Television Interview, ABC Afternoon Briefing

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The Hon Richard Marles MP

Deputy Prime Minister

Minister for Defence

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02 6277 7800

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7 November 2023

SUBJECTS: RBA rates decision; Indo-Pacific Sea Power Conference; Defence Budget; Defence Strategic Review; AUKUS; Hamas-Israel conflict.

GREG JENNETT, HOST: Richard Marles, this time in capacity as Acting Prime Minister, welcome back to the program. And wearing that hat, we might indulge a question on the economy with the news coming from the Reserve Bank Board this afternoon of another interest rate hike. They say that they've received updated information and the weight of this information suggests the risk of inflation remaining higher for longer has increased. Does the Government now have to cut its cloth accordingly when it comes to either support for consumers or spending that might have to be curtailed?

RICHARD MARLES, ACTING PRIME MINISTER: Well, firstly, Greg, we very much understand the pressures that are faced by the Australian people, by businesses, by family household budgets and the difficulty that this decision represents for them. I mean, obviously inflation is abating more slowly than we would like. But what it does is make clear the importance of the Government’s strategy, really, coming into power. Firstly, we've wanted to make sure that we are managing the economy and the budget in a way which does not contribute to inflation. That's why we've produced a surplus, something that the Liberal Party never did. And in terms of the expenditure that has been contained within the budget, we've had $23 billion be focused on easing cost of living pressures, making childcare more affordable, making medicines cheaper, seeing fee-free TAFE, the package that we put in place at the end of last year to put downward pressure on household energy bills. A lot of that has been done in the face of the opposition of the Liberal Party. So  we will continue to be very focused on the pressures on cost of living and making sure that we are doing everything we can to support Australians through what is obviously a very difficult circumstance.

JENNETT: Does the risk of recession go up from here, in light of the fact that the Board notes a period of below trend growth is occurring and now it's having to tap the brakes even harder once again?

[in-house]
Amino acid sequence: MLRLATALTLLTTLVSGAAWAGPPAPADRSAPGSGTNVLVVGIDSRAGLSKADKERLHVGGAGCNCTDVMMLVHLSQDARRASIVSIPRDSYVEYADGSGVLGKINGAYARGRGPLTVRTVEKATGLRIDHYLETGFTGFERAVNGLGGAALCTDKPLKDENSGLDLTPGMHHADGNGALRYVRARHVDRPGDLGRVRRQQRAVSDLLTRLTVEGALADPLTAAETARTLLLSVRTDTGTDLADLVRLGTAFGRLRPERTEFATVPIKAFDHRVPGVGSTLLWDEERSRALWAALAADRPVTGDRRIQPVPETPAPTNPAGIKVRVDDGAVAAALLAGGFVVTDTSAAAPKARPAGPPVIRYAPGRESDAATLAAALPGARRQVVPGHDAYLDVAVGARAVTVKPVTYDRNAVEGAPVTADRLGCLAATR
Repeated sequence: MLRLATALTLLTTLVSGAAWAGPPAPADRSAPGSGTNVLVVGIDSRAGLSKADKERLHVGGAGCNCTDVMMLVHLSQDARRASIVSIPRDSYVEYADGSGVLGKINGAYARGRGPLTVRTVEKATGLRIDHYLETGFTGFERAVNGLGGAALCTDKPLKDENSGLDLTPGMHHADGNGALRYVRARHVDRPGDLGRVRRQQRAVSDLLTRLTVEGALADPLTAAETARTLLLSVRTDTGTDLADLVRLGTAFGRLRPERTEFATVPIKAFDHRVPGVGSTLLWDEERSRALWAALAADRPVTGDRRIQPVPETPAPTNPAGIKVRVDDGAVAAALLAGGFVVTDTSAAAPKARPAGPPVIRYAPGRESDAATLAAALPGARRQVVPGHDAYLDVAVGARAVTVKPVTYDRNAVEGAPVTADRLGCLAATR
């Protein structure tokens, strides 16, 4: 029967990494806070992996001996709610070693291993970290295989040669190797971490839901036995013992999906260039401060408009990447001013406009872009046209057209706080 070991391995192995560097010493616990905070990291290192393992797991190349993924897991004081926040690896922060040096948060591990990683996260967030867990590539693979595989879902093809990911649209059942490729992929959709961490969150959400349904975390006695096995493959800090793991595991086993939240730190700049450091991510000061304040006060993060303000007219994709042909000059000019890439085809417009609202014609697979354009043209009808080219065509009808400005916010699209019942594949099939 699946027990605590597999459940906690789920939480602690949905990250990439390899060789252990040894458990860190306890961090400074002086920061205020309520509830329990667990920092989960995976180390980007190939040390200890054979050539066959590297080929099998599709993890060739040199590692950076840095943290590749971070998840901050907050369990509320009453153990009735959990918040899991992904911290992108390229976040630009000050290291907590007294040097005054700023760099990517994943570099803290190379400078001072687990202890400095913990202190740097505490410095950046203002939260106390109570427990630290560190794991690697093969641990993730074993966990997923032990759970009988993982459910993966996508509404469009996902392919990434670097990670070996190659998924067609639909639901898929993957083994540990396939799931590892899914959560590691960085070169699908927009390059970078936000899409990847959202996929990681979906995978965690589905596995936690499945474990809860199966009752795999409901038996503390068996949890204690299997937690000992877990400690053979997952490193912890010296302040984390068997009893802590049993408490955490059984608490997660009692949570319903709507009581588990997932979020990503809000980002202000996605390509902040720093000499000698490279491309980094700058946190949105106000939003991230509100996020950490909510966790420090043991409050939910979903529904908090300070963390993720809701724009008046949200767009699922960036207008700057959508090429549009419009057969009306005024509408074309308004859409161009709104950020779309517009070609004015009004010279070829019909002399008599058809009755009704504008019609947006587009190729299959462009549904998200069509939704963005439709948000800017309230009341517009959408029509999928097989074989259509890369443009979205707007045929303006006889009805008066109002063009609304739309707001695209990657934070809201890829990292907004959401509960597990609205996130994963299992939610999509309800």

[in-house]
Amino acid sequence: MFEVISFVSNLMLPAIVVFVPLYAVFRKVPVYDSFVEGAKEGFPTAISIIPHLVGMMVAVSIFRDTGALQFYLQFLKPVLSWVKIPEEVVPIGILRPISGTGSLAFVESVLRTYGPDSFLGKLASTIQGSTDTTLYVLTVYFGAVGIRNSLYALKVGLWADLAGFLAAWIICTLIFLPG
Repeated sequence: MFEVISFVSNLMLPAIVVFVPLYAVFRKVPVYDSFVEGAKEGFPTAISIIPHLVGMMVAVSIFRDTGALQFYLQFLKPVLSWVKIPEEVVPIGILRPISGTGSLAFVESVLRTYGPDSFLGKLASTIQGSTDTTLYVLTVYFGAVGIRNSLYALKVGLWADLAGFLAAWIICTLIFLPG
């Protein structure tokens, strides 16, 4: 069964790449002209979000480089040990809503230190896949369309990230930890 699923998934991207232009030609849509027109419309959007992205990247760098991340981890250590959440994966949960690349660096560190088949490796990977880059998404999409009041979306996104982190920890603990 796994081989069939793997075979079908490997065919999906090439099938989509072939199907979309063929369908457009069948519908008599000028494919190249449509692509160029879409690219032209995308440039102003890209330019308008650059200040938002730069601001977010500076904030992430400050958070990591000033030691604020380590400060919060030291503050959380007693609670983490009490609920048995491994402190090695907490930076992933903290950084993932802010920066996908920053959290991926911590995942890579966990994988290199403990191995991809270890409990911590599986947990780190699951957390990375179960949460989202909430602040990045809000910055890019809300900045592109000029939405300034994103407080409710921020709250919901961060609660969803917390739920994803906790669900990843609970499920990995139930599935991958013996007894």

MARLES: Well again, we are focused on the issues of cost of living. We have been focused on economic growth as well and we will continue to work on measures that help. That if you look at where we have invested, it is in areas which help with the productive capacity of the economy, such as investing in our TAFE sector and enabling people to get those skills. That helps people get out into the workforce to make sure that we are dealing with supply constraints in respect of skills, all of which helps with the question of growth. So, we're focused on economic growth, we're focused on the cost of living. We very much know, though, that this is a difficult decision for Australians to hear and we will continue to support them through this period.

JENNETT: All right, let's take you to defence matters, because you are there at a defence conference in Sydney. You've taken umbrage at former army chief Peter Leahy. He's really savaged the Government for current levels of defence spending and other planning that is underway through the Defence Strategic Review. You've said former generals can be sad about the fact they can't drive infantry fighting vehicles around Australia, but we need a force able to project. I think the central criticism of Peter Leahy is by when, though? When will that projection become possible? And is it timely matched against the shorter warning periods that the Strategic Review brought to us?